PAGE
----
Tuesday, January 12, 2010

Three Blind Mice ***1/2

Director: Matthew Newton
Cast: Ewen Leslie, Toby Schmitz, Matthew Newton
Gracie Otto, Barry Otto, Heather Mitchell, Pia Miranda
Jacki Weaver, Charles 'Bud' Tingwell, Alex Dimitriades

It's been more than sixty years since Gene Kelly and Frank Sinatra played jolly sailors on leave in "Anchors Aweigh" and "On the Town". While their kind of sailor sang a song to score a date and wore a smile as they got back on their ship, the Australian navy officers in "Three Blind Mice" are far from that.
Perhaps, they too grew up watching those musicals and romanticized the idea of being a sailor which is why on their last night of leave on Sydney they plan to have the time of their lives.
We all know how it goes, they drink, they relief their six months of blue balls, they party and then go back to the ship.
Dean (Schmitz) is eager to see his fiancé Sally (Miranda) and have dinner with her parents (Otto and Mitchell). Loud mouthed Harry (Newton) wants to get it on with a "skanky" hooker and get his buddies into as much trouble as he can.
Sam (Leslie) on the other side, is contemplating going AWOL after being brutally tortured by higher rank officers.
The three friends will have a life defining night that results surprising because the movie doesn't just feel like one of those movies with "life defining nights".
The cultural background might have something to do with that, because it usually results more affecting to listen to non-Americans talk about their involvement in the Afghan invasion because unlike the USA's direct link, other countries' participation gives way to more political and ethical dilemmas.
It could also be out of the distinctive personalities Newton (who also wrote the screenplay) gives every character. Even a prostitute gets to deliver a hilarious, profound line in this movie.
But Newton's best work is with the three main characters.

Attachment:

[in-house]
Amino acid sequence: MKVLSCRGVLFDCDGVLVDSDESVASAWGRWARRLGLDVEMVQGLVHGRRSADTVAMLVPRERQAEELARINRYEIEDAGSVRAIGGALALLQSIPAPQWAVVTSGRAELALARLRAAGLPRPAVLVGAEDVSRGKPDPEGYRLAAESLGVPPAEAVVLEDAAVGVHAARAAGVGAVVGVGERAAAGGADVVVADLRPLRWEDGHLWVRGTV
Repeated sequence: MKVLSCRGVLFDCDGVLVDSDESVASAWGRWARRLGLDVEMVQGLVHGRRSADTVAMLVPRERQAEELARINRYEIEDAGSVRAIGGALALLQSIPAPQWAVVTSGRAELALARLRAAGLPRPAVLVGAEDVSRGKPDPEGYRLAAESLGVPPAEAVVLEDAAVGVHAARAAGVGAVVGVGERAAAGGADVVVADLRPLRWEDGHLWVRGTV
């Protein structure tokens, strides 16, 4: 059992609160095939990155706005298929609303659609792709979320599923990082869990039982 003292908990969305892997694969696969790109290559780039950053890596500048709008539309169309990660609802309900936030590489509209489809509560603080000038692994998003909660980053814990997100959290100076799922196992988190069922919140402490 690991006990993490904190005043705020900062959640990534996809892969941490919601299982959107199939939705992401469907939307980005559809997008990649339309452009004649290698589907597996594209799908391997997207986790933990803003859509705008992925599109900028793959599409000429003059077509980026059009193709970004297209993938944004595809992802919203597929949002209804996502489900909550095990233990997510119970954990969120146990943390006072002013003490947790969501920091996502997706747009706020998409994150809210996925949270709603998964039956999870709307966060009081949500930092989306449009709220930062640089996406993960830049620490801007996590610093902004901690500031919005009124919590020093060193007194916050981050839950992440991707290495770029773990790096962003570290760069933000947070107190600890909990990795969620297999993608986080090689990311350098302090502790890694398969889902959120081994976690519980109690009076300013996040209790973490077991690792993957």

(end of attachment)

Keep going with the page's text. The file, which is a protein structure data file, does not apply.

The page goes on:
Dean becomes someone trying to collect a debt out of life. Schmitz plays him with enough contempt to make us both like and feel bad for him.
Watching him try to behave with his future in-laws reveals someone absolutely lost, when we learn he's carrying something akin to a secret, his character reveals unexpected layers.
Sam has to endure the fact that he might never live up to what his mom (Weaver) expects him to be. On his night out he meets Emma (Otto) an outgoing waitress moved by his lack of confidence.
Otto and Leslie's chemistry is a joy to watch. They share a conversation that on lesser hands would've come out as painfully unnatural. With Sam, the movie asks about the navy's policies and how much is too much when enforcing the law.
It shouldn't be too much of a surprise that Newton saved the film's best character for himself. With the strange charm, and looks, of a less obnoxious and more attractive Ricky Gervais, the blond actor/writer/director establishes himself as the film's presence.
It really doesn't take much for you to figure out that this young man's involvement went beyond what we see onscreen as he's the one who moves and talks with absolute naturality, even in moments where he should be invisible.
His crassness and loudness are obvious signs of someone putting up a show to conceal something. That we never learn exactly what it is yet are enthralled by this man is just one of the many things the movie gets so right in the weirdest of ways.
The energy Newton injects into it sometimes recall an all male version of "Sex and the City"-complete with jazzy score and walks through the park at night-but within the enjoyable nature of the film there lies a profound examination of male codes of conduct and an ending that might just go and break your heart.


Andrew: Encore Entertainment said...

I'm still deciding on a grade for this. You're spot on about Newton's character. When he looks in the mirror that final time I'm wondering what's he hiding

Jose said...

It's an odd movie to grade that's for sure because it works in some unlikely ways and then goes and messes up things that should function better.
It's a great movie that more people should be watching though.